Alongside the benefits of new technology and sugarmakers’ general willingness to adapt, sugarbushes can also help to mitigate the impacts of global climate change. As Steve Hagenbuch, a conservation biologist and maple producer at Audubon Vermont says, “Despite the fact that climate change remains a significant threat to the future of Vermont’s forests and maple industry, there is also a significant amount of hope. The very trees themselves that provide us with the maple sap to be boiled into syrup are among our greatest allies in climate mitigation. Sugaring keeps the forest as forest. Each and every maple tree absorbs and stores carbon through the same processes it utilizes to make sweet sap. It’s a winning solution all around and one that should allow for each of us to find another reason to love maple syrup!” Indeed, as New England works to prevent its dwindling forests from disappearing altogether, state departments and environmental organizations are realizing that maple production can help make forests financially viable to stay as they are for landowners who would otherwise sell to developers or cut their trees for timber. With an uptick in consumer interest and the adoption of cost-saving technologies, the industry is only predicted to grow in the years ahead - meaning sugaring may become an increasingly viable option on forested lands. Keeping carbon-absorbing forests standing is increasingly important in New England, as satellite imagery has shown that the region has lost more than 350,000 ha of forest cover since 1985, marking a reversal of a two-hundred-year trend of forest expansion following the period of colonization (Thompson et al 2017). To put this into perspective, an estimated 65 acres of forest are lost each day in New England according to a 2017 Harvard Forest Report, setting the region on track to lose 1.2 million acres by 2060. According to Project Drawdown - a global science-based initiative to restore forests as a means of reducing atmospheric carbon - just 2.5 acres of diversified temperate forests (like those comprising Vermont’s sugarbushes) can hold around 100 tons of carbon. Multiply this across many sugarbushes, and it doesn’t seem unreasonable that maple could help staunch the loss of stored carbon dioxide into the atmosphere.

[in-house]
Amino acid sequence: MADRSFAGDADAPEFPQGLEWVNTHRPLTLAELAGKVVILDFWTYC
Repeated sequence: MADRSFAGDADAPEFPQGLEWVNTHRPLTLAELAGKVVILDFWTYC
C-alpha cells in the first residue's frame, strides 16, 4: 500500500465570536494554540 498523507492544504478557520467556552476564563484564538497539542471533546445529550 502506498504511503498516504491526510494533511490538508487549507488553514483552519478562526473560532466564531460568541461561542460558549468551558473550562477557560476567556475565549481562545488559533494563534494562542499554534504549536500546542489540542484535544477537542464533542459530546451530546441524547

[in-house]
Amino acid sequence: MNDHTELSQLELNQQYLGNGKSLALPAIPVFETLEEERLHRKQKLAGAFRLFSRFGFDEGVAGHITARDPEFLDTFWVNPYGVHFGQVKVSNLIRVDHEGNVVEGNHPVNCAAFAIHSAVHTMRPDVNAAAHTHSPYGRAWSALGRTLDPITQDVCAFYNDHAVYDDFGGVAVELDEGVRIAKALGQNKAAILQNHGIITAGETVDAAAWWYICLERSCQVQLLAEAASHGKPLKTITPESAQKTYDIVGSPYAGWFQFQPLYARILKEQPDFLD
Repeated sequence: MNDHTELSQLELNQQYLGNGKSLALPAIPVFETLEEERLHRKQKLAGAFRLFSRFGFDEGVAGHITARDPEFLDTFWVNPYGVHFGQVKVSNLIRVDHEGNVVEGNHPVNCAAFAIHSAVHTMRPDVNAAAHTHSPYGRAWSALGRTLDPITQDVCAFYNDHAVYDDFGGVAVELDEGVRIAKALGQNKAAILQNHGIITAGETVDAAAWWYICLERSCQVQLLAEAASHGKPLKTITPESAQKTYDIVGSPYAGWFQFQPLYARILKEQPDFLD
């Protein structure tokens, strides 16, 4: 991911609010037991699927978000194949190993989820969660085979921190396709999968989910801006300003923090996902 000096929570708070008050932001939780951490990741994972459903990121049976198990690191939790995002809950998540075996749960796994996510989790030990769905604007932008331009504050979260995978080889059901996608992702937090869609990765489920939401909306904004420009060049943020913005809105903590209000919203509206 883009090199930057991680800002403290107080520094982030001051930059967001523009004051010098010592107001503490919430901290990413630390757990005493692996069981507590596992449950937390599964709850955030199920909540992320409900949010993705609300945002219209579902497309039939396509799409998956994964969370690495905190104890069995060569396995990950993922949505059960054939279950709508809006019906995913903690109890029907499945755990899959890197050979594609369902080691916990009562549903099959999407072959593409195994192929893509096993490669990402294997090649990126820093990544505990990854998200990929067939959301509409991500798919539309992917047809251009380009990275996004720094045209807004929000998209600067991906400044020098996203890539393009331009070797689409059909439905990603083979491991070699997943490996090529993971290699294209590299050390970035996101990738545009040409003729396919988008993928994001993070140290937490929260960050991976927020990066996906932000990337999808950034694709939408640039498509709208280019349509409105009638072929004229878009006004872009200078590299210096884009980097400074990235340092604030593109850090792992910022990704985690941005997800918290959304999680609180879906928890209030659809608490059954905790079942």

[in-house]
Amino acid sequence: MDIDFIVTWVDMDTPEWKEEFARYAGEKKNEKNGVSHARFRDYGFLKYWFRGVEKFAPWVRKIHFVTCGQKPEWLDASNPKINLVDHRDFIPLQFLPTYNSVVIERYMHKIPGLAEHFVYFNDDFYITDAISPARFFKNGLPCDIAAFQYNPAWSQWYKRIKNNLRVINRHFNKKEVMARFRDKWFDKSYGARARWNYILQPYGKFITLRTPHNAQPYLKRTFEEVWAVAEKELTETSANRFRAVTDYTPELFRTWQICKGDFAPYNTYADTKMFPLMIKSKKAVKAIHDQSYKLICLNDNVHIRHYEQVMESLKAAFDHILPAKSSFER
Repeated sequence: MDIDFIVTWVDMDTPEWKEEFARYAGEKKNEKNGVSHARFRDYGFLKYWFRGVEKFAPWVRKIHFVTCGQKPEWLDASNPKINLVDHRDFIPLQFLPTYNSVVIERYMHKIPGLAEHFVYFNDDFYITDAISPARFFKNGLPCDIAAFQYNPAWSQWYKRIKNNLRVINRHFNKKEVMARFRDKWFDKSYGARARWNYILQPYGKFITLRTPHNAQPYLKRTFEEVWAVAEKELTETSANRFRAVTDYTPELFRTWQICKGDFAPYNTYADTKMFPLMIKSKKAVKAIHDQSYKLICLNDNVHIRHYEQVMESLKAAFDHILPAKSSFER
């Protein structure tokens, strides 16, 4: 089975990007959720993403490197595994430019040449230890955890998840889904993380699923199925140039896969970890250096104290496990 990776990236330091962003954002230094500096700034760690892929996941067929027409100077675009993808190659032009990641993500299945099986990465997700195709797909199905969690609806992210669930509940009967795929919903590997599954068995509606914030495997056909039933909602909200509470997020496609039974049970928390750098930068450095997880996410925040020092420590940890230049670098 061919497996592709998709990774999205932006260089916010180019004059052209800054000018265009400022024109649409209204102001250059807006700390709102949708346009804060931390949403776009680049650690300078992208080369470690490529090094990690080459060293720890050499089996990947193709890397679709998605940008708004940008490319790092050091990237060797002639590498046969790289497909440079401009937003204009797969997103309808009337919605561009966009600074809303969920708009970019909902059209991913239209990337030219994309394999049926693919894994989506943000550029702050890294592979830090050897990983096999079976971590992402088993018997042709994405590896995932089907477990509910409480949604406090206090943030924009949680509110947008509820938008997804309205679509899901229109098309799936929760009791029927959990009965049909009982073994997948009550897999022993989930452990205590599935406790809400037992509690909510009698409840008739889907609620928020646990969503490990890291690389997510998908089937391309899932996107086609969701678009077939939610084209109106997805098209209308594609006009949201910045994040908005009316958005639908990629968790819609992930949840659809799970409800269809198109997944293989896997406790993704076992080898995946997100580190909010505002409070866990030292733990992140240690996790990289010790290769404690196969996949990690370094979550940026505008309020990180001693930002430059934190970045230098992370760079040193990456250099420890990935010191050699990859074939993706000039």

Additionally, it's important to recognize that sugar maples will not disappear altogether amid climate change, but rather areas containing optimal growing conditions for maple trees will contract and generally shift northward (Oswald et al 2018). Additionally, although Rapp et al (2018) found that New Hampshire and Vermont will experience decreased syrup production over the next 70 years, both states are likely to be the least affected by a changing climate compared to other regions where sugar maple grows. This is partly attributable to the existence of so-called “refuge sites” - areas of intact forest that will be more conducive for sugar maples to thrive amid climate change. Even if sugar maples decline, maple producers may also switch to relying more heavily upon the sap from another tree species - red maples (Acer rubrum) - to produce maple syrup. Although red maple sap has a lower sugar content and thus requires more boiling time to produce the same product, it still makes high quality syrup, and the species is expected to be better suited to survive amid a changing climate. This greater adaptability is attributed to the fact that red maples can thrive in a greater variety of soil conditions than can sugar maples.
Overall, we still find ourselves asking - what will maple sugaring look like in 50 or 100 years from now amid a changing climate? The answer it turns out, is difficult to ascertain with any degree of certainty. As Nancy Patch, Franklin-Grand Isle County Forester recounted over the phone, “there are so many variables impacted by a changing climate that also impact our forests, and in turn our sugarbushes…. For instance, soil moisture, rates of erosion... not to mention the influx of more invasive species that were previously kept in check by colder temperatures… all of these factors have the potential to drastically change the structure of our forests and could greatly restrict the livable range of maple trees.” Despite all the unknowns, one thing that is certain is that maple sugaring will continue to be an important traditional practice, cultural mainstay, and commercial activity for local economies throughout the maple range of eastern North America. The pace and extent to which our forests are changing, and in turn the pace at which sugarmakers can adapt to these changes, will ultimately determine whether maple syrup continues to be a staple on grocery store shelves.